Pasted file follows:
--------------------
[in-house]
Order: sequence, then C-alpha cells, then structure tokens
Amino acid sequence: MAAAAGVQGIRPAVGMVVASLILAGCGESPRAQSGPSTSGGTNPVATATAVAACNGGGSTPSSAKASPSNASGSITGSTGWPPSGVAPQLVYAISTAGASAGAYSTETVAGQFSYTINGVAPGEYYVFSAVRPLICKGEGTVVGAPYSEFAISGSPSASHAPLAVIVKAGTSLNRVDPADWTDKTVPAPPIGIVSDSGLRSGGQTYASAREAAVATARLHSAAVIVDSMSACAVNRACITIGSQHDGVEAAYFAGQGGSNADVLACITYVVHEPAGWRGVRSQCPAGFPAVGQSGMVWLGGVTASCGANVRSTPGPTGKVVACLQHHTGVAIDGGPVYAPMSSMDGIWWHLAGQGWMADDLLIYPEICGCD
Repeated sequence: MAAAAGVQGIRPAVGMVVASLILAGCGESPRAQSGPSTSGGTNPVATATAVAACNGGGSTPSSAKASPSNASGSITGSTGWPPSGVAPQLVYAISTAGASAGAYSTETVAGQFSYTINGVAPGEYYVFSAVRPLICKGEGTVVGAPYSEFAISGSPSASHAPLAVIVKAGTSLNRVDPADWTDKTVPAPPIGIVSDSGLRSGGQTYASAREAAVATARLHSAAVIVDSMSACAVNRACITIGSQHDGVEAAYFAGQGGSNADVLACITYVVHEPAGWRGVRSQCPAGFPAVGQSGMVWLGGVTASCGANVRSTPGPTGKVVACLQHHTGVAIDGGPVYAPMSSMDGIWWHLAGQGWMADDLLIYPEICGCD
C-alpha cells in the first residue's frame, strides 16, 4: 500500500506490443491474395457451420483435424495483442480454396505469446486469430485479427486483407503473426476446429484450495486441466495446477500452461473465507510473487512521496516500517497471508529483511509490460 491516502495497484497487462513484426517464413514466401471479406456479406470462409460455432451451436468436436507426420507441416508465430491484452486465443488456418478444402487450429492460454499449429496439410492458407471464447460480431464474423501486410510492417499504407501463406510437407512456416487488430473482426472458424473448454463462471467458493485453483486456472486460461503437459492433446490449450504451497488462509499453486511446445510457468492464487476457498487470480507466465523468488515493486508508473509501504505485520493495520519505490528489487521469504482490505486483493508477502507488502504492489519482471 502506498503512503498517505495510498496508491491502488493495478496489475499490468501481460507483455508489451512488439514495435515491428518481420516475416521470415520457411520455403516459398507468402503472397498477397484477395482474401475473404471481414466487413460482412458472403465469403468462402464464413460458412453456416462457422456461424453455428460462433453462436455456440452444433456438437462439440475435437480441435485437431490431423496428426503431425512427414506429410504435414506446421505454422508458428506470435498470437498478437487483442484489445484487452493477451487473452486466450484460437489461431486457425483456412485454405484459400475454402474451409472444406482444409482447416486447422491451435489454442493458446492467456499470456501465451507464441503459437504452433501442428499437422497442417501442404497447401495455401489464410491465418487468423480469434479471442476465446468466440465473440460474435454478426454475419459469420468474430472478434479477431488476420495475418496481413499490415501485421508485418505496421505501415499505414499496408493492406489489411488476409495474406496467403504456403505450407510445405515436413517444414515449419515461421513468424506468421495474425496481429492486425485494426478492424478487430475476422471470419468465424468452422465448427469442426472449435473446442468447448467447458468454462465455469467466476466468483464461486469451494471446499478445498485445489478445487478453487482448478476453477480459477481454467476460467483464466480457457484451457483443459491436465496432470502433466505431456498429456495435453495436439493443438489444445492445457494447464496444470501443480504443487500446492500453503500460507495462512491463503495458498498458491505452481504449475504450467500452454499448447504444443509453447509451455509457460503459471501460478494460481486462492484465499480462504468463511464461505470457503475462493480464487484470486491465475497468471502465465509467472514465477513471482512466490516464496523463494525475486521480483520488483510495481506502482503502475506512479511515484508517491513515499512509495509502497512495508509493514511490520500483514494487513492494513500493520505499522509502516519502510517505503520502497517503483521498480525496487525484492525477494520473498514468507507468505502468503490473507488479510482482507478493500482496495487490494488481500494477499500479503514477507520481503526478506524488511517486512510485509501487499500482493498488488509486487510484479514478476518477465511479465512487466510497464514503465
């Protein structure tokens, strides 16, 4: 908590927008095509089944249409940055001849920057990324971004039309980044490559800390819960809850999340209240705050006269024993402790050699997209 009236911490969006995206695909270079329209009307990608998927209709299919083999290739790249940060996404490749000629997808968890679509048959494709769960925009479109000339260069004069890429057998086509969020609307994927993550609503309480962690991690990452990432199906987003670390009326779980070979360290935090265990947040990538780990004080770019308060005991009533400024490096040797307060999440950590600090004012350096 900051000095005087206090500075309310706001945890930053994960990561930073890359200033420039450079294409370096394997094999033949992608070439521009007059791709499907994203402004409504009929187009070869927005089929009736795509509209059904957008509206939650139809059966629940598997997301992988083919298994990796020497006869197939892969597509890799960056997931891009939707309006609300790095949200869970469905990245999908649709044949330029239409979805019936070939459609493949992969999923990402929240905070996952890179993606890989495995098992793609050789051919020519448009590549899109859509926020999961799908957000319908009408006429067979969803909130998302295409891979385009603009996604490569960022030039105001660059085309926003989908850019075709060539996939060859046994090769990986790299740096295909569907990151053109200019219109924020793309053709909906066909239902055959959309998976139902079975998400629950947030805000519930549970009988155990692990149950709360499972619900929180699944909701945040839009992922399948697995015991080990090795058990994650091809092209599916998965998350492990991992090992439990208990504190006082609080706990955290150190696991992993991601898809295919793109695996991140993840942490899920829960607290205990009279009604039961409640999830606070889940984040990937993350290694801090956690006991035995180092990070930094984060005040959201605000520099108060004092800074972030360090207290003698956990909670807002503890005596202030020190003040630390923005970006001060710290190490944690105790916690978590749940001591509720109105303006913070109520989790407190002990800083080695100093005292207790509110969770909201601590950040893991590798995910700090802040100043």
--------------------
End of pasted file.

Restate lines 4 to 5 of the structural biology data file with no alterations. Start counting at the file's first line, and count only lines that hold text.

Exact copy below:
Repeated sequence: MAAAAGVQGIRPAVGMVVASLILAGCGESPRAQSGPSTSGGTNPVATATAVAACNGGGSTPSSAKASPSNASGSITGSTGWPPSGVAPQLVYAISTAGASAGAYSTETVAGQFSYTINGVAPGEYYVFSAVRPLICKGEGTVVGAPYSEFAISGSPSASHAPLAVIVKAGTSLNRVDPADWTDKTVPAPPIGIVSDSGLRSGGQTYASAREAAVATARLHSAAVIVDSMSACAVNRACITIGSQHDGVEAAYFAGQGGSNADVLACITYVVHEPAGWRGVRSQCPAGFPAVGQSGMVWLGGVTASCGANVRSTPGPTGKVVACLQHHTGVAIDGGPVYAPMSSMDGIWWHLAGQGWMADDLLIYPEICGCD
C-alpha cells in the first residue's frame, strides 16, 4: 500500500506490443491474395457451420483435424495483442480454396505469446486469430485479427486483407503473426476446429484450495486441466495446477500452461473465507510473487512521496516500517497471508529483511509490460 491516502495497484497487462513484426517464413514466401471479406456479406470462409460455432451451436468436436507426420507441416508465430491484452486465443488456418478444402487450429492460454499449429496439410492458407471464447460480431464474423501486410510492417499504407501463406510437407512456416487488430473482426472458424473448454463462471467458493485453483486456472486460461503437459492433446490449450504451497488462509499453486511446445510457468492464487476457498487470480507466465523468488515493486508508473509501504505485520493495520519505490528489487521469504482490505486483493508477502507488502504492489519482471 502506498503512503498517505495510498496508491491502488493495478496489475499490468501481460507483455508489451512488439514495435515491428518481420516475416521470415520457411520455403516459398507468402503472397498477397484477395482474401475473404471481414466487413460482412458472403465469403468462402464464413460458412453456416462457422456461424453455428460462433453462436455456440452444433456438437462439440475435437480441435485437431490431423496428426503431425512427414506429410504435414506446421505454422508458428506470435498470437498478437487483442484489445484487452493477451487473452486466450484460437489461431486457425483456412485454405484459400475454402474451409472444406482444409482447416486447422491451435489454442493458446492467456499470456501465451507464441503459437504452433501442428499437422497442417501442404497447401495455401489464410491465418487468423480469434479471442476465446468466440465473440460474435454478426454475419459469420468474430472478434479477431488476420495475418496481413499490415501485421508485418505496421505501415499505414499496408493492406489489411488476409495474406496467403504456403505450407510445405515436413517444414515449419515461421513468424506468421495474425496481429492486425485494426478492424478487430475476422471470419468465424468452422465448427469442426472449435473446442468447448467447458468454462465455469467466476466468483464461486469451494471446499478445498485445489478445487478453487482448478476453477480459477481454467476460467483464466480457457484451457483443459491436465496432470502433466505431456498429456495435453495436439493443438489444445492445457494447464496444470501443480504443487500446492500453503500460507495462512491463503495458498498458491505452481504449475504450467500452454499448447504444443509453447509451455509457460503459471501460478494460481486462492484465499480462504468463511464461505470457503475462493480464487484470486491465475497468471502465465509467472514465477513471482512466490516464496523463494525475486521480483520488483510495481506502482503502475506512479511515484508517491513515499512509495509502497512495508509493514511490520500483514494487513492494513500493520505499522509502516519502510517505503520502497517503483521498480525496487525484492525477494520473498514468507507468505502468503490473507488479510482482507478493500482496495487490494488481500494477499500479503514477507520481503526478506524488511517486512510485509501487499500482493498488488509486487510484479514478476518477465511479465512487466510497464514503465